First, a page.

Utilizing the Neurology Infusion Suite (Part 2)
Last updated: February 2022
In part one of this article, I share a detailed account of what led me to my most recent migraine in the ER experience, and basically, how terrible it was.
Here, I also talk about how I was seeing a neurologist, not a headache specialist, at the time of the incident. AND, at the onset of my switch to a new provider, I was introduced to a new option for emergency/IV medication.
My first appointment
During my first appointment with the specialist, we discussed my medication options, from preventative to abortive to emergency. As a Crohn's disease patient who has also gone through several rounds of IVF, I am more than familiar with giving myself injections. So, besides oral migraine medication, my doctor prescribed Toradol intramuscular injections for pain management with severe migraines.
My migraine doesn't always end
This treatment option has saved me several times. Having this alternative is something I am incredibly grateful for.
However, this isn't always the end of a migraine.
A devastating attack
A few months after establishing care with my new doctor, I experienced another devastating migraine. It uprooted my life, and I knew if I didn't take any action, I'd end up again on day 5, begging the local emergency room for relief.
A new treatment option
Except, this doctor had given me another option. I called his office halfway through day 1, and they said immediately, "Come into the office. We'll administer the IV migraine cocktail in our infusion suite."
My whole body rocked with relief. I felt validated and taken care of with just that simple sentence.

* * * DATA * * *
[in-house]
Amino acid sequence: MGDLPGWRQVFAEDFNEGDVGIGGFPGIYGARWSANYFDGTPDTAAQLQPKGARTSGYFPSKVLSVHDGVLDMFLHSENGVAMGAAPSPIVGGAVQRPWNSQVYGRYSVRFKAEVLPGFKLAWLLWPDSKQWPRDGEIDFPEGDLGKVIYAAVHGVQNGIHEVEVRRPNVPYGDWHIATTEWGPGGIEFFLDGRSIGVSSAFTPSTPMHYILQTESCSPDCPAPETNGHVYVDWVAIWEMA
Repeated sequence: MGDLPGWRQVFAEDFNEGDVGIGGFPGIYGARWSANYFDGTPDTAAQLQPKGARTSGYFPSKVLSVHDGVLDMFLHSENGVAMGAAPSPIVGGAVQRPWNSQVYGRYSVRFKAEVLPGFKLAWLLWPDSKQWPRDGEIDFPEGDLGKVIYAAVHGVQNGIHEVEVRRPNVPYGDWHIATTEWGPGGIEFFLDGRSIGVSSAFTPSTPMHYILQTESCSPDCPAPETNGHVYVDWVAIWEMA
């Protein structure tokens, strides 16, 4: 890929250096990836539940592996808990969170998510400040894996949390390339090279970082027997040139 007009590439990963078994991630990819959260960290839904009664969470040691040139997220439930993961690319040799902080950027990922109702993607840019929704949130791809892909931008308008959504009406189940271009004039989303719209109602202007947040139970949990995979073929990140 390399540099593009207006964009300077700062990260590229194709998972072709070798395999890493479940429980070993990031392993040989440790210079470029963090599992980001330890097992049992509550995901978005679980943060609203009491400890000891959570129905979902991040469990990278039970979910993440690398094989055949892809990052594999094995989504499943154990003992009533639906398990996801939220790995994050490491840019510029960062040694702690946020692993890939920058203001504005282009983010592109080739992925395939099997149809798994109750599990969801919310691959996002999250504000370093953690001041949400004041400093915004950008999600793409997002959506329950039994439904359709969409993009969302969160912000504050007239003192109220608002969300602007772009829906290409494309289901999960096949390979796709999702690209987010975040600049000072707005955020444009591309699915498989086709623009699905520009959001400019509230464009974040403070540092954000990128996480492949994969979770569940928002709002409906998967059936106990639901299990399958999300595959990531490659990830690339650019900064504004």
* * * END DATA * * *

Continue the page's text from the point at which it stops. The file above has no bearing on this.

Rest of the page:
Treatment at the infusion suite
My husband drove me to the clinic and again kissed me goodbye as I went in alone. Here's when I noticed that the infusion suite is actually magic.
A place considerate of migraine
The lights in the whole place are dim. There are sliding doors separating each room, meaning the sounds don't permeate from one patient to another. The chairs recline. Each patient is offered a blanket, earplugs, and an eye mask. (Seriously? It's so nice.) The nurses that care for you are professional migraine whisperers. They are intimately familiar with the medications they're administering, the order they go in, how often they can be re-administered, when you should feel some degree of relief, and how to immediately connect with your physician if something isn't right, if you have questions, or your migraine isn't breaking.
My time at the infusion suite
I spent a few hours in the infusion suite. It was incredibly pleasant. Quiet. Low stress. I even feel like the nurses spoke in mere whispers to not aggravate you. There were only a few other patients present during my time there, so I felt like the nurse was accessible at all times. It took a few doses of medication this time to get me relief, but when I found it, I wanted to hug my nurse (& my doctor)!
A better option than the ER
I wish this type of treatment environment was available to all patients who struggle with migraines. Knowing that there is a suitable option for help in a place much less harsh, triggering, and frankly, expensive than the emergency room makes dealing with migraines somewhat easier. It has reduced my anxiety of asking for help when I know I really need it.
I've only had to visit this infusion suite twice, but both times were honestly really ideal experiences, and I have found peace in managing my migraines with the support of this available option.
Does your neurologist or primary care physician offer migraine infusion cocktails in their office?
In the past year, has insurance made it difficult to get your migraine treatment?